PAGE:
1-minute guide to Life Insurance


Life Insurance

It may be a hard thing to accept, but we sadly aren’t here forever. What matters is what we leave behind.

A good life insurance policy will ensure that your family can cope financially in the unlikely event that anything should happen to you.

Shockingly, 56% of Britons(1) still don’t have a life insurance policy.

Many believe that policies are too expensive, but the reality is they don’t have to be.

Read on to learn more about life insurance and to find a policy that suits you and your loved ones.

Need to know

Life insurance cover varies depending on the policy, so make sure you check everything before you decide to purchase. Generally life insurance ensures that:

  • Your debts are covered
  • Your funeral expenses are taken care of
  • Your dependants can maintain their current standard of living
  • A lump sum is paid out in the event of your death

You should consider or review your life insurance if any of the following apply:

  • You’ve recently had children
  • You’ve recently purchased a home with your partner
  • You have upgraded to a bigger home
  • You are recently married or in a civil partnership

Insurers will take into account several factors when calculating your premium cost. These will include your age, health, medical history, family history, occupation and duration of cover.

Most insurers will request that you take a medical to determine your physical condition and to validate the details you’ve provided on your application (for example if you smoke or not).

Common life insurance policies

Term insurance – You choose the amount and duration of insurance. If you die during this period, the policy pays out to your chosen beneficiaries. If you don’t die, the money is not returned.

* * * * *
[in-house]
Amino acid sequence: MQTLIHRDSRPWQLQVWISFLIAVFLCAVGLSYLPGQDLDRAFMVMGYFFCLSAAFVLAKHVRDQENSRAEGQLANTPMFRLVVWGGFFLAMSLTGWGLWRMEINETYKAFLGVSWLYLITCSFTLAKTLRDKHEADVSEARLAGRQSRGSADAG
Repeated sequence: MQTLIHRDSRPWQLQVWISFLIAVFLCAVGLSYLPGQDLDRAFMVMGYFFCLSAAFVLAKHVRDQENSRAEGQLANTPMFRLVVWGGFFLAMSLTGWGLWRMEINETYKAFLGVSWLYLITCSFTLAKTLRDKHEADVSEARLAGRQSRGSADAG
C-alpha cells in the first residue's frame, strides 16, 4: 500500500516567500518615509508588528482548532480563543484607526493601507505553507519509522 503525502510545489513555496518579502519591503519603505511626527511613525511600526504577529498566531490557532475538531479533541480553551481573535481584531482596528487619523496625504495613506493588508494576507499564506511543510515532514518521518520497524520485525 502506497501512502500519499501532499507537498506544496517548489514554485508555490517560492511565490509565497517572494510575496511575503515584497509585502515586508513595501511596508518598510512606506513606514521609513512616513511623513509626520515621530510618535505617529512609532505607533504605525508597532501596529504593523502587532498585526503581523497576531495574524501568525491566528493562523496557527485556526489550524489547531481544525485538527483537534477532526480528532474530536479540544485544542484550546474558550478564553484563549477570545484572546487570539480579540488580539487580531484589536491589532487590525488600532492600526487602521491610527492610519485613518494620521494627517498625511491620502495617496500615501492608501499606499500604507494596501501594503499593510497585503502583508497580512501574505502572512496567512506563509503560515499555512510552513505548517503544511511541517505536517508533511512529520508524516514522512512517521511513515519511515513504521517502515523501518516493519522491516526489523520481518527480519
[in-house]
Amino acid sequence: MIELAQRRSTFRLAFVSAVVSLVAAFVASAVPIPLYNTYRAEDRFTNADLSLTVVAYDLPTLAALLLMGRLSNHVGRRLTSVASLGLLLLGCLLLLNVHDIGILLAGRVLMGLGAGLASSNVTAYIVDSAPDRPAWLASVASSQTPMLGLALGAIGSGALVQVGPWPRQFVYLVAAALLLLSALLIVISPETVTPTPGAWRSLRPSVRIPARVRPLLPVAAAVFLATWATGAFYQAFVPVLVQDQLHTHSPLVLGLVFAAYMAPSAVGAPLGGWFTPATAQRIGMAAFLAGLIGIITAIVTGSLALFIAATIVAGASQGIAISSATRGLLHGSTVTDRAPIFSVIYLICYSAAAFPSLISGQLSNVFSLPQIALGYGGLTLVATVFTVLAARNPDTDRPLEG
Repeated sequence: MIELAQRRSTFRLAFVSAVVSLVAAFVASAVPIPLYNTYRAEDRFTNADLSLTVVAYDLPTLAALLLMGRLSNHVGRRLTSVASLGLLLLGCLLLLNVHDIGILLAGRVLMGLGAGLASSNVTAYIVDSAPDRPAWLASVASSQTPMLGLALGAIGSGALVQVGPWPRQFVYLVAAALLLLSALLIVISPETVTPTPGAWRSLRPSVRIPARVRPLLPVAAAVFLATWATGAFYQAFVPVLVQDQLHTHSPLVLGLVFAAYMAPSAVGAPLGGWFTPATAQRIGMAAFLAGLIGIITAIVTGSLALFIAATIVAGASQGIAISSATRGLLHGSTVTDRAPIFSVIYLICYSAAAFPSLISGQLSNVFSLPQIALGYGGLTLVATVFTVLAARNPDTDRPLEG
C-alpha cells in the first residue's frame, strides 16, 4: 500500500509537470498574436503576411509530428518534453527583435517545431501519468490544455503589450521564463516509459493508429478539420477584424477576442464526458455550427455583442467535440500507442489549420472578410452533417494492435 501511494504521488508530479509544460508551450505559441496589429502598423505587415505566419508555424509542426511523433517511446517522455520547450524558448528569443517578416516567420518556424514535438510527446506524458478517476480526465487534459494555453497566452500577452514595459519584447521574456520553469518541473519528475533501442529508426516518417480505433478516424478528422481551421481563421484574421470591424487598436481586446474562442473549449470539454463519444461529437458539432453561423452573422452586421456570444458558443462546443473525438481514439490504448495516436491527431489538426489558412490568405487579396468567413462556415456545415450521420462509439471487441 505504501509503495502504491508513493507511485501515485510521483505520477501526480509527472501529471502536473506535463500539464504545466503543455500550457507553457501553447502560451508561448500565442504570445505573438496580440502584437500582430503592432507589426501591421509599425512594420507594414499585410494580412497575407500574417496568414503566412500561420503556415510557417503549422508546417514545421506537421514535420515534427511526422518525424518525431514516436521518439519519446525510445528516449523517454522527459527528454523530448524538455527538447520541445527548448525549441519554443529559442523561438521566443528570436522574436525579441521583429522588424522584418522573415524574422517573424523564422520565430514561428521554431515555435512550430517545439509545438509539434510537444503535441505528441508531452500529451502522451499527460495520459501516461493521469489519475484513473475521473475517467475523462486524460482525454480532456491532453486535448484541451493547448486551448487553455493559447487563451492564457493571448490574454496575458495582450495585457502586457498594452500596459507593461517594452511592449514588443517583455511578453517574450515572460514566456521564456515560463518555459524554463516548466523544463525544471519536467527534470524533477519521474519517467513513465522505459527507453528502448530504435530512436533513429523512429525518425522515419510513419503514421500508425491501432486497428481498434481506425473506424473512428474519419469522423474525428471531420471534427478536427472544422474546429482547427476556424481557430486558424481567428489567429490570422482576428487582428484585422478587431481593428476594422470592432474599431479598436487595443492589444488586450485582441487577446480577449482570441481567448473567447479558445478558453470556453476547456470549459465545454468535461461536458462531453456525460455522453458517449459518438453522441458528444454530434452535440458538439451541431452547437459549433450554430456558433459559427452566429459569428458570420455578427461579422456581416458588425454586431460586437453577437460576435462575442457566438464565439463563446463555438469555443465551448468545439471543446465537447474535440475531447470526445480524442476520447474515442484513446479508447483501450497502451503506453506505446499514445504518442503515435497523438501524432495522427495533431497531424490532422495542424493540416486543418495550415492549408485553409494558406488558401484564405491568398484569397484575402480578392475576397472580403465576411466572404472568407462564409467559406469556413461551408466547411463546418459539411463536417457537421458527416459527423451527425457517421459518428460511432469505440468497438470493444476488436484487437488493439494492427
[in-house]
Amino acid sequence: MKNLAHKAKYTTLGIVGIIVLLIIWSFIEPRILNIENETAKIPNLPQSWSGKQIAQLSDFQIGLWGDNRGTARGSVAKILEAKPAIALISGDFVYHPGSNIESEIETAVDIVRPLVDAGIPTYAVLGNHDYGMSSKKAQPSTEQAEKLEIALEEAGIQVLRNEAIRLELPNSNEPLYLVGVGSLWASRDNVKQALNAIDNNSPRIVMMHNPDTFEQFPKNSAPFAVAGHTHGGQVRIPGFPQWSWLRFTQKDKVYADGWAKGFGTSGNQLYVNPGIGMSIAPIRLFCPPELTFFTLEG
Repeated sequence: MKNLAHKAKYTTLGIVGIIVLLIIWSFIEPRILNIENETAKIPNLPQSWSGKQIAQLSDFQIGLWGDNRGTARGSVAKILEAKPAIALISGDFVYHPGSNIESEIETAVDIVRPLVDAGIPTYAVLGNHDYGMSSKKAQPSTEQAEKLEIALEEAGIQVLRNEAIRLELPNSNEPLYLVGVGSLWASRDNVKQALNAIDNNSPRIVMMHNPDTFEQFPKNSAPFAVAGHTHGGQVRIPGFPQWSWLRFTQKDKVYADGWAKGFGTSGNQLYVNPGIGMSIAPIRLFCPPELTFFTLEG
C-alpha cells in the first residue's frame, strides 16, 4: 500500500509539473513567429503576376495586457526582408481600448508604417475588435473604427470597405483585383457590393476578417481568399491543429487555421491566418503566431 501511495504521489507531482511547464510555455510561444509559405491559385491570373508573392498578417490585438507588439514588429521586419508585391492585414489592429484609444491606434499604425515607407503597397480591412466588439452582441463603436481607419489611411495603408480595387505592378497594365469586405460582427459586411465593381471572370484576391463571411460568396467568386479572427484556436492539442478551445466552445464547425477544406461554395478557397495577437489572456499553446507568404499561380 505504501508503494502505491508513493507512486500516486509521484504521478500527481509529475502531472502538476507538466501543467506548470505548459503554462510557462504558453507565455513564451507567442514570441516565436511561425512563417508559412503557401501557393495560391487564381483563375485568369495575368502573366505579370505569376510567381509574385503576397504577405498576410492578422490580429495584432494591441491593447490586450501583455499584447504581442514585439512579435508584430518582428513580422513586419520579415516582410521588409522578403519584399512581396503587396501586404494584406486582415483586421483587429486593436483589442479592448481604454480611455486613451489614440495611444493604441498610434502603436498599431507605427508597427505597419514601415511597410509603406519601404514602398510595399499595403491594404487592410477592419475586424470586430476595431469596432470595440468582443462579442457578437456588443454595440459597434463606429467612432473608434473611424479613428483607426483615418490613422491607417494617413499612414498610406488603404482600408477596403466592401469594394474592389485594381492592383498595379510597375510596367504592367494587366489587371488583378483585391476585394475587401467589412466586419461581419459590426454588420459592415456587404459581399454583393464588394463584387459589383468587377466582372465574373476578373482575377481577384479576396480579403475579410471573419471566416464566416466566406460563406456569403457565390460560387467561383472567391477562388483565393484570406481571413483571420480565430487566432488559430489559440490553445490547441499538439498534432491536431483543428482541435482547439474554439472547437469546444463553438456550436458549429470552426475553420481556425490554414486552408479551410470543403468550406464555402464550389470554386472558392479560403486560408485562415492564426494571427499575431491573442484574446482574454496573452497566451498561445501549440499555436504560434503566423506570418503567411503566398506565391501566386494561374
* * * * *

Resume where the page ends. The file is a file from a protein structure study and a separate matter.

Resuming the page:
Decreasing term cover – Useful if your main reason for taking it is to cover a debt, like a mortgage, which will decrease over time.

Increasing term cover – Useful if you wish your potential pay out to rise. Can be linked to an inflation measure.

Whole life policies – These are more expensive but guarantee a pay out when you die, whenever that happens to be. No timeframe attached.

Renewable term cover – These policies provide cover for a fixed period which can be extended once it comes to an end.

Joint insurance cover – These policies will pay out in the event one person dies. This can be cheaper than taking out two policies yet the cover only lasts until the first death.


Go Direct

Remember, there are some insurance providers who don’t use or appear on comparison sites so make sure you check direct with a few to make sure that you are getting the very best rate outside of comparison providers

The inside track

  • You’re never too young to take out a life insurance policy. The younger you are when you apply, the cheaper the premium is likely to be. It never hurts to be covered at any age.
  • One of the biggest factors when it comes to decreasing your premium is your health. Smokers can obviously expect to pay more, as can those who are deemed to be at higher risk of disease after a health check-up. Get healthy, live longer and pay less!
  • Never, ever lie on your life insurance application and be sure to notify your provider should any of your circumstances change. Your insurance provider may not pay out if the information you provide isn’t wholly accurate.
  • Policy duration is important. For example, if your youngest child has 18 years left of education, you may want to the policy to last for this duration.
  • Remember to take into account any death in service benefit from your employer when deciding how much cover you may need from an insurer
Previous articleAdd to your savings or pay off debt?
Next articleLoyalty Schemes
Sarah Willingham
Sarah Willingham is a serial entrepreneur, business investor and leading consumer expert. She has received a number of accolades for her contribution to business including The Sunday Times 500 Most Influential People in Britain 2016, The Times 35 Most Successful Women Under 35, Business Weekly’s Young Entrepreneur of the Year, Courvoisier Top 500 and an entry into the Who’s Who of British Business Leaders. She holds three business degrees including an MBA from Cranfield School of Management, where she is also an advisory board member.